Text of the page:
Breathy, sweaty, tired and hungry, they lurch forward from the darkness, shoulders dipping and swaying in an attempt to claim their territory. Red-stained snarls and cracked claws not-so-swiftly tumble and twirl toward an inevitable demise as one by one, they fall. On the way down, they clamor for support, clutching at glass and staining mirrors with an indecipherable rouge, symbolic of their end… I
In many ways, RuPaul’s Drag Race season six and its queens resemble the dusty, rotting zombies that roam the post-apocalyptic world imagined in the popular series, The Walking Dead. The season started off strong and thrillingly rushed toward viewers with a never-before-seen two-part premiere. Since then, the queens have meandered their way across screen in the same tacky dresses as judges lob similar critiques at their deteriorating mugs. One by one, the queens have sluggishly sashayed away and fallen from view without the memorable gore particular to The Walking Dead. As contrived and camp as the analogy in this article, the queens in Season six failed to inspire. Instead, their choices were often redundant. Has RuPaul’s Drag Race lost its spark after six seasons? Perhaps a gradual shift away from the fashion and design challenges of seasons three and four in favor of camp and performance has created an irreconcilable dissonance.
Earlier in the show, Queens BenDeLaCreme and Darienne Lake were both permitted to stay. When this occurred in an earlier season a double elimination later on balanced the scale so that the series could end as planned, with the final three queens filming RuPaul’s music video of choice. Season 6, however, forced four queens into the video and sacrificed both the conflict and intimacy which has enticed fans for so many years.
Logo agreed to remove the segment that read, “You’ve Got She-Mail,” after trans* activists spoke out against the transphobic slur. Originally, LogoTV and RuPaul had declined to comment on the controversy of the segment or on anger fueled by a challenge that involved queens attempting to distinguish “She-Males” from “real” women based on images of their individual body parts. Finally, the show dropped the one-liner at the intro of each episode. The backlash sparked a discussion regarding transmisogyny in the gay and drag communities and hopefully brought the LGBTQ to a better understanding of the subtle differences between gender, expression and identity.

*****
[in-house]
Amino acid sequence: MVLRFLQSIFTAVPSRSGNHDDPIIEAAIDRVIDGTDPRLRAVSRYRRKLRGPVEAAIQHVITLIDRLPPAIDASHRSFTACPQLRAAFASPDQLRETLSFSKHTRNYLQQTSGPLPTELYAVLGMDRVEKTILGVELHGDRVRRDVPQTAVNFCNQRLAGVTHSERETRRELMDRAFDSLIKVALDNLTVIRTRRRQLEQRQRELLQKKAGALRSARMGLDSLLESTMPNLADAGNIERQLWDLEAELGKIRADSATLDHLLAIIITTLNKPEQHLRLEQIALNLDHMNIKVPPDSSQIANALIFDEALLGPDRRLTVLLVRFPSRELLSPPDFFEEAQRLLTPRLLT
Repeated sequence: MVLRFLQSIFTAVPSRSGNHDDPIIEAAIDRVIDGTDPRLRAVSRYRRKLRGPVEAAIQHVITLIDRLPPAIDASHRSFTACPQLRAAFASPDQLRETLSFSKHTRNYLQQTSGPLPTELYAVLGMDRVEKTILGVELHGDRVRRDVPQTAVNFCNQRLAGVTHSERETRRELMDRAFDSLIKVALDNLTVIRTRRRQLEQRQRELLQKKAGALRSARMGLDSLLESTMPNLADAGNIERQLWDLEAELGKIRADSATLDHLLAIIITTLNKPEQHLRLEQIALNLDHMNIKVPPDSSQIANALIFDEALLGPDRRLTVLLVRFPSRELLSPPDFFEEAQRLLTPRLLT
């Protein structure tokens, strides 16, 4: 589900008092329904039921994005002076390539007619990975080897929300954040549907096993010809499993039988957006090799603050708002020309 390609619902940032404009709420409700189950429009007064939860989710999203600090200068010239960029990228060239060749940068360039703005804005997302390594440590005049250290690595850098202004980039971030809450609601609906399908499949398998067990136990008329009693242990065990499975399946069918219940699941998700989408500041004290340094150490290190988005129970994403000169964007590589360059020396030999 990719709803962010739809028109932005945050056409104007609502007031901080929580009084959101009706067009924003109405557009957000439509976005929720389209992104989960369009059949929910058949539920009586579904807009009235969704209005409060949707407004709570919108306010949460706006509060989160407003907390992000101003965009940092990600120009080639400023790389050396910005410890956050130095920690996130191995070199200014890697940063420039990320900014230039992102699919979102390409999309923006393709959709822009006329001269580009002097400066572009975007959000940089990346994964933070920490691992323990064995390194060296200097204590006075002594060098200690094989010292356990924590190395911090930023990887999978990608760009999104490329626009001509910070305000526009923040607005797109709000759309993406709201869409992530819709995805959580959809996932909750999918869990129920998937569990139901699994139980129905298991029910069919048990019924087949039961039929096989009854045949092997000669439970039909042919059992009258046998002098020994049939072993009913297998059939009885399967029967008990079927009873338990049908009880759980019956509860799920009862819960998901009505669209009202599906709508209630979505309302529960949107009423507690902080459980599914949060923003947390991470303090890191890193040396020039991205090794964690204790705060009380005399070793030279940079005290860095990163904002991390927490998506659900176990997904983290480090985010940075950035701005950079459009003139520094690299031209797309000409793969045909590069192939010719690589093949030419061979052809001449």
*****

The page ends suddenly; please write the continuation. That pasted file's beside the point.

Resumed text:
In the May 5th episode, Sissy That Walk, the four queens, Darienne Lake, Bianca Del Rio, Courtney Act, and Adore Delano, were not asked to participate in a mini-challenge. Instead, the episode consisted of two acting challenges and a lip-sync. The fan favorites of the show, which appear to be Bianca Del Rio and Adore Delano, are perhaps the strongest actors but did not glaringly outshine the other two queens.
All four came to the runway in dresses that have become staples to their characters and delivered speeches that were relatively unremarkable. Bianca Del Rio’s monologue showed her more grateful, vulnerable side which is new for the sarcastic comedy queen. In essence, Courtney Act stated that since she is the ‘Queen’ B in Australia, she should be here too. No one in drag race history will remember the season 6 lip-sync for your life. There were no splits, no kicks, no desperate explosions of emotion, no pirouettes. There was no entertainment value.
At the end of the episode, Darienne Lake was eliminated. This is unsurprising as she had won only a single challenge during her time on Drag Race. The final three queens are Adore Delano from Asuza, California, Bianca Del Rio from New York City, and Courtney Act from West Hollywood, California. In previous seasons, “American’s Next Drag Superstar” is crowned during the show’s reunion along with the fan-picked Ms. Congeniality. RuPaul asks viewers to tweet their selection. The final decision, though, remains up to the true winner of all six seasons of the hit television show – RuPaul herself.
By: James Ryder